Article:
Functional Considerations: Complexity of Smooth Muscle Innervation
The description of autonomic innervation of smooth muscle according to the sympathetic and parasympathetic classification and their respective adrenergic and cholinergic transmitters may be more complex than traditionally thought. Viewed with the TEM, nerve terminals with synaptic vesicles that appear to be empty are considered cholinergic (i.e., secreting the neurotransmitter acetylcholine); nerve terminals with synaptic vesicles filled with dense granular material are considered adrenergic (i.e., secreting the neurotransmitter norepinephrine). Other neurotransmitters have been identified and are collectively called purinergic. They are likely to be contained in large vesicles with an opaque content.
Nerve endings in smooth muscle tissue that contain primarily mitochondria and no vesicles are considered sensory. Both sympathetic and parasympathetic fibers innervate smooth muscle, and it is difficult to distinguish between the fibers. In some smooth muscle, the adrenergic neurotransmitters stimulate and the cholinergic transmitters inhibit contraction; in other smooth muscle, the reverse is true.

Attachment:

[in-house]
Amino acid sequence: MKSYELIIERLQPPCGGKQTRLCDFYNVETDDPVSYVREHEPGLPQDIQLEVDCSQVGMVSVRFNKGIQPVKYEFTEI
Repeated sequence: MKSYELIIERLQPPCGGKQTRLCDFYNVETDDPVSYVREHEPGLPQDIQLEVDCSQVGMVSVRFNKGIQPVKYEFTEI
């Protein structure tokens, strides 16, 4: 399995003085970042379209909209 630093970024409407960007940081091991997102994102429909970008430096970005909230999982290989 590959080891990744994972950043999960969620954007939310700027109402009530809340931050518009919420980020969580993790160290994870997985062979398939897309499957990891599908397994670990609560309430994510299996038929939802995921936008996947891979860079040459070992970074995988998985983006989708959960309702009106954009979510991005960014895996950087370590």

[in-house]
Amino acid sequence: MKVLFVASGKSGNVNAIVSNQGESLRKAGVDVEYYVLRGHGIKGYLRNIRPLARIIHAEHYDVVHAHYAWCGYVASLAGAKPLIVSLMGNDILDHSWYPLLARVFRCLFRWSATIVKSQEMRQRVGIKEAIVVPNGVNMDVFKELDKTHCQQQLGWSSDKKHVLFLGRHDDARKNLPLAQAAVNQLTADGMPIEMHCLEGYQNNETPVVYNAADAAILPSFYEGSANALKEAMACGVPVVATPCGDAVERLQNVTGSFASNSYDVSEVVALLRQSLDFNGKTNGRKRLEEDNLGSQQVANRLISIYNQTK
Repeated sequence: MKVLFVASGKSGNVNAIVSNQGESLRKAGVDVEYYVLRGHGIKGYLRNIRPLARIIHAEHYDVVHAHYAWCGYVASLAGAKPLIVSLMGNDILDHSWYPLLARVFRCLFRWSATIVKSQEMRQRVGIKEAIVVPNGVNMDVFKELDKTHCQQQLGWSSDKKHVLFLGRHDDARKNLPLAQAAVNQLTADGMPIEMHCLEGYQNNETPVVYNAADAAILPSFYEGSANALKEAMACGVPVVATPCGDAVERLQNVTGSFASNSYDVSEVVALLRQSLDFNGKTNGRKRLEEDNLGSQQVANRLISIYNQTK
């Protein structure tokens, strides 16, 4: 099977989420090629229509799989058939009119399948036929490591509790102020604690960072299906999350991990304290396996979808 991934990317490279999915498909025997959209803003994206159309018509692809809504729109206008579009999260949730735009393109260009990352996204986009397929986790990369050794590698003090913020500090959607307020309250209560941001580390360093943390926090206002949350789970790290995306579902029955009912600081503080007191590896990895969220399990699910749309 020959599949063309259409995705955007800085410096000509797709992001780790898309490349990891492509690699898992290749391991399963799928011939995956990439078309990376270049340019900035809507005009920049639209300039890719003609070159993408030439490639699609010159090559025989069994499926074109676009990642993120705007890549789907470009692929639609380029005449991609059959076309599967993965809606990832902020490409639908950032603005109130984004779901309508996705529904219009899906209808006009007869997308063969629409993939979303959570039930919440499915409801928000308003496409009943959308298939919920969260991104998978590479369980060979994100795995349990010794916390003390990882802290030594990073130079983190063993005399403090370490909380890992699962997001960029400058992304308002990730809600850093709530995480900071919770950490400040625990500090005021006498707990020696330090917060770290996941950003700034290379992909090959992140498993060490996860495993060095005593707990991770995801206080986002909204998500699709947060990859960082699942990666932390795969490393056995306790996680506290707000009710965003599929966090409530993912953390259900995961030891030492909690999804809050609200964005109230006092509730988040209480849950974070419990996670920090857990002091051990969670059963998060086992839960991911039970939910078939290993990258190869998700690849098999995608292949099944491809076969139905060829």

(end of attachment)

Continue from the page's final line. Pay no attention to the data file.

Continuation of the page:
cytoplasmic morphology is difficult to distinguish from that of the endothelial cell. In postcapillary venules and pericytic venules, they may form a nearly complete investment of the vessel with cells that resemble smooth muscle cells (see Chapter 12).
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